Movie Review: 'Rocketman'

John Thomas
Taron Egerton in Rocketman

There are rare opportunities when film-goers can see a biopic that is as accurate in its story telling as it is entertaining. Dexter Fletcher has created such a film in Rocketman. The convincing accuracy is due in part to the fact that Elton John is the executive producer and is still alive.

Producers usually have great influence on how a film is made, especially in a biopic – what is included and what is to be omitted. Brief words or glances that only the subject of the film can know, contribute significant insights into the character. Unless the subject left copious notes on his life for a screenwriter to read, how else would they know that?

When young Reginald Dwight (aka Elton John) auditioned for a scholarship to the Royal College of Music in London, he arrived on time with no preparation or music to play. The woman who was to audition him was busy at the piano playing a classical selection with much pleasure.

Upon seeing Elton she abruptly stopped and invited him on stage to play for her using the music he had brought. Well, he hadn’t any music so he played what she had just played. When he abruptly stopped she asked him “Why did you stop?” He replied, “Well, that’s where you stopped.”

Then there is his music used in the film. Each selection is presented using a different format – not at all like listening to songs on an old 78LP. One song may be sung with an underwater background, another in front of an audience of thousands.

Next Elton (Taron Egerton) may be at the piano singing to his long time friend and lyrics collaborator Bernie Taupin (Jamie Bell) or his family. One selection is played while Elton floats skyward from the keyboard. His cheering audience is also elevated several feet above the ground. The beautiful threads of his music have been creatively woven into a dazzling tapestry of music.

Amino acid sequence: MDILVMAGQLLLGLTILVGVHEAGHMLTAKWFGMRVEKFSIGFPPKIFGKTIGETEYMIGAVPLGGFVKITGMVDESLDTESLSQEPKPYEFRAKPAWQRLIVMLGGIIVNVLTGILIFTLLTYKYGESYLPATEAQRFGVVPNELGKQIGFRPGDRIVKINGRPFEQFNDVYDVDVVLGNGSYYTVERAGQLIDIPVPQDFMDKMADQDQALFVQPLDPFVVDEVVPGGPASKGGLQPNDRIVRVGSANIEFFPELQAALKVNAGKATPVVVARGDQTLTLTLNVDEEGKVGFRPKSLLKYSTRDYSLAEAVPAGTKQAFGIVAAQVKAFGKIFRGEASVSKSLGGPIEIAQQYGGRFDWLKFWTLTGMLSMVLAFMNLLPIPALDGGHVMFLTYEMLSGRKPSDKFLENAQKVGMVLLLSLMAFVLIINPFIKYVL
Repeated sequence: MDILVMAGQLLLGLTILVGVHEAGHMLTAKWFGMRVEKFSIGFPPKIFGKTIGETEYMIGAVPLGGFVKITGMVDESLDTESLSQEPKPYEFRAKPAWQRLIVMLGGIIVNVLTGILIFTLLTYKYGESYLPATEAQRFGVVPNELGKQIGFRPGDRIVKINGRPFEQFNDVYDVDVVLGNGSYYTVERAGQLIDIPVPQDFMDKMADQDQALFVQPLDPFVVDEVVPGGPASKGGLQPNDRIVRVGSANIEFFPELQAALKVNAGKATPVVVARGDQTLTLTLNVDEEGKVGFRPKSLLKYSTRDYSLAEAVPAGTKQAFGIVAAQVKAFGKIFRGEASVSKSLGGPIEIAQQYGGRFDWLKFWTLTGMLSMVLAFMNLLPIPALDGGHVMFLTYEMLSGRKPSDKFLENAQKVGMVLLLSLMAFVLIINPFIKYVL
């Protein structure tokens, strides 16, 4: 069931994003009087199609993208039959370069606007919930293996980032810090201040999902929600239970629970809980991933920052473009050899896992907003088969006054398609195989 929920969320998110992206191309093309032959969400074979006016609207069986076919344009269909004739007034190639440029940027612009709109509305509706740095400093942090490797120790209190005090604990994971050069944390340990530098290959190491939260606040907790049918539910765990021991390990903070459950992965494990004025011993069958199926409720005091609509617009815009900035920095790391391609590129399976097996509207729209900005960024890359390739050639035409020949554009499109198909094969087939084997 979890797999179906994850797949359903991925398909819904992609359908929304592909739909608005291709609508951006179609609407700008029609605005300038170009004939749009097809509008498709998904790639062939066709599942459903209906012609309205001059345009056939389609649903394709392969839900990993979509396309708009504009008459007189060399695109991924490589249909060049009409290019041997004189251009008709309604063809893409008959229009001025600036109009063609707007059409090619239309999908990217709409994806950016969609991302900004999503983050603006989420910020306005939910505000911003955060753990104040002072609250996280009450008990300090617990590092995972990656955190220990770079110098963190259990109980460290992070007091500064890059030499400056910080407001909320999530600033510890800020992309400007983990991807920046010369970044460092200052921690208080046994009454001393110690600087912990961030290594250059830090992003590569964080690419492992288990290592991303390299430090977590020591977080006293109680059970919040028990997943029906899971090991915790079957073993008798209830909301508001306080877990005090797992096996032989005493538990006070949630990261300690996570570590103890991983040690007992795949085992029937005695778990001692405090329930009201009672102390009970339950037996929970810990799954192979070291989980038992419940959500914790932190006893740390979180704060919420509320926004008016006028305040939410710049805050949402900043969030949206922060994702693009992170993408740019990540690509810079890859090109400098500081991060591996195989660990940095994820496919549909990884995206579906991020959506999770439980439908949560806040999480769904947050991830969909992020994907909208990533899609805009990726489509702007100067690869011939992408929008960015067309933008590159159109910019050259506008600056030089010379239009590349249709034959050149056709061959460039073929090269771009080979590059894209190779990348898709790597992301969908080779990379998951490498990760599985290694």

John Reid (Richard Madden), his initial manager, appeared to be a scheming crook. His mother Shelia (Bryce Dallas) treated Elton cruelly and was very dismissive of him, his music and obvious talents. His father was was distant, condemning and critical.

These obstacles to a sensitive, imaginative and very creative person would easily lead to a life of alcohol and drug abuse – which happened. Yet, Elton prevailed. Not everyone succeeds at a rehabilitation center for substance abuse, but he did.

Back on track again, even bearing the weight of global notoriety and fame, Elton is finally able to enjoy life, find love and acceptance – especially self acceptance. His many accomplishments continue to increase as does his fame. This film is indeed a rare opportunity to look into the life of someone of note who “is still standing” – taller than ever.

Directed by Dexter Fletcher (Credits: Eddie the Eagle, Sunshine on Leith), Rocketman is a “must see” movie that runs 121 minutes.


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